Did God permit men to write parts of Scripture? 


Some suggest that the words of Scripture are a mix of God’s thoughts and those of various men. It is alleged that, as the latter were fallible people of their time and culture, with unconscious biases and cultural prejudices, we should therefore take many parts of Scripture with a pinch of salt.  


Scripture is, without exception, described by Jesus as “unable to be broken” being, as stated in Psalm 25 as “pure … as silver, purified seven times.” In Daniel 10 an angel shows him “that which is noted in the scripture of truth.” Scripture is the word of God, not men, though it may record a man’s thoughts and words, good or bad, if this serves God’s purpose.

Twice Booker Prize winner and author of the trilogy on Thomas Cromwell, Hilary Mantel, gave a recent Reith Lecture and quoted the historian Patrick Collinson: 

It is possible for competent historians to come to radically different conclusions on the basis of the same evidence. Because, of course, 99% of the evidence, above all, unrecorded speech, is not available to us.

Patrick Collinson

Hilary Mantel continued by saying:

Evidence is always partial…. history is not the past – it is the method we have evolved of organizing our ignorance of the past.

Hilary Mantel

This, then, was her view of the modest nature of history as recorded by even well-intentioned and sincere human authors. That it is imperfect, inconsistent and partial.

By contrast, the Bible claims the opposite: to be perfect, to provide consistent evidence of truth – pure, impartial and reliable. 

This is because it is nothing short of miraculous, it is written by a God who knows everything about everything, who knows the heart of a man, his secret thoughts – let alone the order and nature of events.

A God who knows our limitations and therefore our need of great clarity about His instructions to us.

Where does it claim such things?

Every word of God is pure.

Proverbs 30: 5

You alone know the hearts of all the sons of men.

1 Kings 8: 39

He searches all hearts and understands every intent of the thoughts.

1 Chronicles 28: 9

So, imagine writing a biography with God’s insights.

A biography that revealed every aspect of someone’s life and their innermost thoughts? Fleeting thoughts, that even they mightn’t recall.

The Bible does this because it is written by the same Holy Spirit power of God that created the universe.

… not by man’s wisdom, but as taught by the Holy Spirit.

1 Corinthians 2: 13

Being “God-breathed” it is intrinsically able to help us better fulfil and be more complete in serving our Father and His son, as we know from 2 Timothy 3:16-17 where we’re told how to find true doctrine, reproof, correction and instruction in righteousness.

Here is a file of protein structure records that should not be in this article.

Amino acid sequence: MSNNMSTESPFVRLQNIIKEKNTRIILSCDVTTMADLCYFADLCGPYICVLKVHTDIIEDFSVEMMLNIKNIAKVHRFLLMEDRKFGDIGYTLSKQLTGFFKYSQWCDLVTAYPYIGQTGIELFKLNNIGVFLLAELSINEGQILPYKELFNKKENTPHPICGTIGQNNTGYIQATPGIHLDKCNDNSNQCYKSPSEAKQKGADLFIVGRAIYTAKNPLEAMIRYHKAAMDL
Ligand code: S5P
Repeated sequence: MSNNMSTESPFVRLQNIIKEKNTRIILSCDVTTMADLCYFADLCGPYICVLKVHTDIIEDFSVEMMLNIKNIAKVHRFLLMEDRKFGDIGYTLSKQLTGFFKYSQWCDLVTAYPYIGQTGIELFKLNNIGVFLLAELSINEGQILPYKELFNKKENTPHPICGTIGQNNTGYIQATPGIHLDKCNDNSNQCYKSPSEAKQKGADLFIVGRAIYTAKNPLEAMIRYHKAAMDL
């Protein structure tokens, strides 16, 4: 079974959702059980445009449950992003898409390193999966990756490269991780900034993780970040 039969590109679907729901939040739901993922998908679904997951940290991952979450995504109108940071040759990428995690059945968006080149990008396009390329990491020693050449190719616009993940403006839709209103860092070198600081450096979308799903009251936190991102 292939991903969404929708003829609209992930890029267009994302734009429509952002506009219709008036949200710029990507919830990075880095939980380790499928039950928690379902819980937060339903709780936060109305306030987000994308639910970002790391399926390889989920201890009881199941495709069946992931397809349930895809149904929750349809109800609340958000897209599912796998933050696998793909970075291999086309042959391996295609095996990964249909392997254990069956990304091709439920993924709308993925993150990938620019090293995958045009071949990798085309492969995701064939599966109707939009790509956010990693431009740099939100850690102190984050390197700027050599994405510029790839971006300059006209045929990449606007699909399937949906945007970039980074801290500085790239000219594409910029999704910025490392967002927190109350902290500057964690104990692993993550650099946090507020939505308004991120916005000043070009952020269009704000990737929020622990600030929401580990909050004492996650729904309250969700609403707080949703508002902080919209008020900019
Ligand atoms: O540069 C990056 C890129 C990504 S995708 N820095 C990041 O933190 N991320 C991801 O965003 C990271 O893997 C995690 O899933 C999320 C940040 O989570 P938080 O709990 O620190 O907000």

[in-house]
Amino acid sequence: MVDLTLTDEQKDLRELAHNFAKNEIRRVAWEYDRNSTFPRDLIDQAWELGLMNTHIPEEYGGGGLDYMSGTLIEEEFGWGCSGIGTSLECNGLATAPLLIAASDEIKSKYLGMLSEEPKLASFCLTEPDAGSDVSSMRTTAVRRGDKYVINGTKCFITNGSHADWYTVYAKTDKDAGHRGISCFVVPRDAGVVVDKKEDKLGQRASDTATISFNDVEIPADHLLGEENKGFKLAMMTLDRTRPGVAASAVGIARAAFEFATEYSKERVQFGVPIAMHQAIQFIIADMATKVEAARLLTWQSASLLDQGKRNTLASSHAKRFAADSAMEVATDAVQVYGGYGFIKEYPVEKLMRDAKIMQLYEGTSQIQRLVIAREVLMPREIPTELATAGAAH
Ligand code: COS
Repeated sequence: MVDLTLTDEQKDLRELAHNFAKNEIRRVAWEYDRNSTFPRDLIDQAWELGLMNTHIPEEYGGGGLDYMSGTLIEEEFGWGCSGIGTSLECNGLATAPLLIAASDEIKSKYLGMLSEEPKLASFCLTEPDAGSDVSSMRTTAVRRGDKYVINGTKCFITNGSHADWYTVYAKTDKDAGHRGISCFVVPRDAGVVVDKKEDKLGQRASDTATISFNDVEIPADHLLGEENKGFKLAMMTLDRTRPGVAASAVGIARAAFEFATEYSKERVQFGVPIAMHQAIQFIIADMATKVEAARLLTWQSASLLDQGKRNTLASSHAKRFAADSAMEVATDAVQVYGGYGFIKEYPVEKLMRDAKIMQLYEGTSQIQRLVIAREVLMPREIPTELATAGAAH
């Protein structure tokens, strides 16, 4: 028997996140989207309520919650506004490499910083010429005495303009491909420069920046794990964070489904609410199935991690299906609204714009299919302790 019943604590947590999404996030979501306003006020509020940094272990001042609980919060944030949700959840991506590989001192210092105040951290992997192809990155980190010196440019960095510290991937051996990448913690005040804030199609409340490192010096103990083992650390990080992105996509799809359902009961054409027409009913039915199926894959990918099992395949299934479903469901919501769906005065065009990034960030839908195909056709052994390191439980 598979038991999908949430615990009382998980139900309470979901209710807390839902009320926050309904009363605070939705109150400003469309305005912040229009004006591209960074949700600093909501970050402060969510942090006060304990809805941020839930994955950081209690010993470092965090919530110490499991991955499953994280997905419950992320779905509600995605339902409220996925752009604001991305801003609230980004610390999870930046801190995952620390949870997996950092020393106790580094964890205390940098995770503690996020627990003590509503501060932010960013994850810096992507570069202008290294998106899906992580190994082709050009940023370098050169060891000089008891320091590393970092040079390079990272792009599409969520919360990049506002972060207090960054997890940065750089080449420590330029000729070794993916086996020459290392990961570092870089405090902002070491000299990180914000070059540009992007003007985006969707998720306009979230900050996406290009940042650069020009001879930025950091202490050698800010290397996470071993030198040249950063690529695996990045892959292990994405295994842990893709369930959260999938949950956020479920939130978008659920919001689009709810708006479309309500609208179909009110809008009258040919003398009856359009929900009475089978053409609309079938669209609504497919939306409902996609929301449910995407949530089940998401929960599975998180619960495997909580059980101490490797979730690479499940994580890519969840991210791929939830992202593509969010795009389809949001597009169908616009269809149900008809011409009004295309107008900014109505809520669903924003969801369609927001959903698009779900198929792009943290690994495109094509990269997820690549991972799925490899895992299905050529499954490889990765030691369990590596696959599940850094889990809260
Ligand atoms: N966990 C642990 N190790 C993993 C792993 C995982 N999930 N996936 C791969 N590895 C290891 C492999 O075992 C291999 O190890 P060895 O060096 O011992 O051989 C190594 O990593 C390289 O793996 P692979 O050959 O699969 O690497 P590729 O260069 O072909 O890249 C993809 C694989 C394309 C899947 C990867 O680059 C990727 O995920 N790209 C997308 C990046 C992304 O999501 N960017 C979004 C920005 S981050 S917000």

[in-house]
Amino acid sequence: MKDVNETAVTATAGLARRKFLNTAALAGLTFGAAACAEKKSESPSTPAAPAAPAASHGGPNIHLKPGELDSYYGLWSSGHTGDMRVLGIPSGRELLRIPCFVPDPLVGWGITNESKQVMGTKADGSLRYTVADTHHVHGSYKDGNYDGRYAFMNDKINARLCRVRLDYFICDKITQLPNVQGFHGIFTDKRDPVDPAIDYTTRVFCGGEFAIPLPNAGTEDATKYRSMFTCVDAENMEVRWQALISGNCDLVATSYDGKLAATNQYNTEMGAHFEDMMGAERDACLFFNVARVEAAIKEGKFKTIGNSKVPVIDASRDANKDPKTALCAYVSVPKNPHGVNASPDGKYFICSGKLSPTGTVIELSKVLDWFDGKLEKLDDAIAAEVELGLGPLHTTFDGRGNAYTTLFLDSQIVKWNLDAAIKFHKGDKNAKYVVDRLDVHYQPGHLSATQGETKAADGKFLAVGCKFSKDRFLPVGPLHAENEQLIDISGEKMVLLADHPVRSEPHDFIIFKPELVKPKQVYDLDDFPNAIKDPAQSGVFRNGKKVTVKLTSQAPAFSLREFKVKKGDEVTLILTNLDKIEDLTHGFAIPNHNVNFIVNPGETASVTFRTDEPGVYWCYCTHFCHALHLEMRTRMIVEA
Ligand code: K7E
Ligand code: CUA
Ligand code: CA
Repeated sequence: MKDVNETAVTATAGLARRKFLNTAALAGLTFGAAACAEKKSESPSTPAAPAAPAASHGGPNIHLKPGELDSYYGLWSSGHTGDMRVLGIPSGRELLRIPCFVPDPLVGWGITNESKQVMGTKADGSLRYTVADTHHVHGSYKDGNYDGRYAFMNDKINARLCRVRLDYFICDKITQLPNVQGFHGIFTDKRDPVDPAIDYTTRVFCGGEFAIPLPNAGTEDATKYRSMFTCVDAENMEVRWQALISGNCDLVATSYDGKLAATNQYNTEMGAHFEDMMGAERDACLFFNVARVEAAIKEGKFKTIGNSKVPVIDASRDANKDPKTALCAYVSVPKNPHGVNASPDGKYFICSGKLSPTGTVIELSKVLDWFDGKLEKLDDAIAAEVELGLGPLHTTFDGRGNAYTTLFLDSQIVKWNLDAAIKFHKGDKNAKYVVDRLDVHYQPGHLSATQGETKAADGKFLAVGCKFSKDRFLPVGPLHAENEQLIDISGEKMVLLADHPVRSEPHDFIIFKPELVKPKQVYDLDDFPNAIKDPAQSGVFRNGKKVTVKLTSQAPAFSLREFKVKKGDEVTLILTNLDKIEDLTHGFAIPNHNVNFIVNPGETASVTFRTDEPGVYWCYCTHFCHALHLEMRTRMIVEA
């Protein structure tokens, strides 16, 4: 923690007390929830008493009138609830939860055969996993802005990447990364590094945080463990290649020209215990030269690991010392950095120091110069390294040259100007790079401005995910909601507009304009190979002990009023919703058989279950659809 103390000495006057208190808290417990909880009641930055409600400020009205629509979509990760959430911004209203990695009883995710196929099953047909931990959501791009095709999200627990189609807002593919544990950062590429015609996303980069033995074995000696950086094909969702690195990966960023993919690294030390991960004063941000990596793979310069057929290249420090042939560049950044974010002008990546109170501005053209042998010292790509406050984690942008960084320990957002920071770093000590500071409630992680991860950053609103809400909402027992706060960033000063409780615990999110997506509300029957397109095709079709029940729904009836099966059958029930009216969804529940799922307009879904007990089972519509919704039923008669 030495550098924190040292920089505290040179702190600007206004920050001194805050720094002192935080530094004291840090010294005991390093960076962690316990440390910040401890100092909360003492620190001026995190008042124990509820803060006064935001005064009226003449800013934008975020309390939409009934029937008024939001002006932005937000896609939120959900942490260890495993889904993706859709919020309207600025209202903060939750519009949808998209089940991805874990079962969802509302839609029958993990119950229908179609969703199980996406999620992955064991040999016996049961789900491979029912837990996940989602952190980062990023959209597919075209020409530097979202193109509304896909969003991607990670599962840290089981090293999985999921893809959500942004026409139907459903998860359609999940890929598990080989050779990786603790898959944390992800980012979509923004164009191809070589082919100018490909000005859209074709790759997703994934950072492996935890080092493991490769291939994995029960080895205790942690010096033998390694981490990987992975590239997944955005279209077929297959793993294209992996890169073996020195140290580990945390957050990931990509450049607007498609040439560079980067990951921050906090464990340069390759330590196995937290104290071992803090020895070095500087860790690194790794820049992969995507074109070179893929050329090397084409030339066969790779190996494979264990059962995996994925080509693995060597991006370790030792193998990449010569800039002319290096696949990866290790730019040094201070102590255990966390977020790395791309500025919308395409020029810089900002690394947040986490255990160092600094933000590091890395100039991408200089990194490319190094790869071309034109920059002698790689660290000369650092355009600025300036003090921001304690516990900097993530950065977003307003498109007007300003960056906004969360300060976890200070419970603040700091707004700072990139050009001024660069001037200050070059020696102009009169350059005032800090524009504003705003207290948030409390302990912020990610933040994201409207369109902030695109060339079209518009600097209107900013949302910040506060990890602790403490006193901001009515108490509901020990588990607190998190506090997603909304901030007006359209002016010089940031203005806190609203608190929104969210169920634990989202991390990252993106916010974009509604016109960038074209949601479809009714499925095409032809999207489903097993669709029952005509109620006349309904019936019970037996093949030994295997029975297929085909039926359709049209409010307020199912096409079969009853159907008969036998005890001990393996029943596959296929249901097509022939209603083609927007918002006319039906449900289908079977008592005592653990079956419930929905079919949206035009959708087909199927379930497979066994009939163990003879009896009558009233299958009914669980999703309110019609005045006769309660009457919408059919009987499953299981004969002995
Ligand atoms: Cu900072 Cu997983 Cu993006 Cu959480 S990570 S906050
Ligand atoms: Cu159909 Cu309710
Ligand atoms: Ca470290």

The Bible is not like a novel or biography, although sometimes the dramatic insights into the private thoughts and actions of real people, often exceeds the drama of fiction. God enables us to know something of the actual anxiety of Jesus in the Garden of Gethsemane, the reality of David’s fear when fleeing his enemies. 

It claims to be the work of one author, God – a creator who is described in Psalm 147: 4 in this way:

He counts the number of the stars; He calls them all by name. Great is our Lord, and mighty in power; His understanding is infinite.

Psalm 147: 4

In Proverbs 15 we are told that His eyes are in every place, keeping watch on the evil and the good.

So, God is all-knowing, all of the time. 

As such, He is more than able to select the precise content of His message to us, to choose to convey a particular word, even down to the precise tense of a particular word in Hebrew or Greek, so that our analysis by comparison of such a word yields deeper and exciting layers of truth.

This happens, for example, when the singular form of a word matters a great deal. This is true of the word ‘seed’ which is the basis of teaching in Gal 3: 16 where it stresses its singular form when quoting the promises recorded in Genesis 12, 13 and 22 “not seeds as many, but one, which is Christ.” 

This precision is wondrous.

Jesus said to God: “Thy word is truth”.

We, the brothers and sisters in Christ hold this understanding about its nature and authority – unlike the vast majority of people.

As such, we rejoice that it forms the foundation on which saving truths stand.

And now, brethren, I commend you to God, and to the word of His grace, which is able to build you up, and to give you an inheritance among all them which are sanctified.

Acts 20: 32
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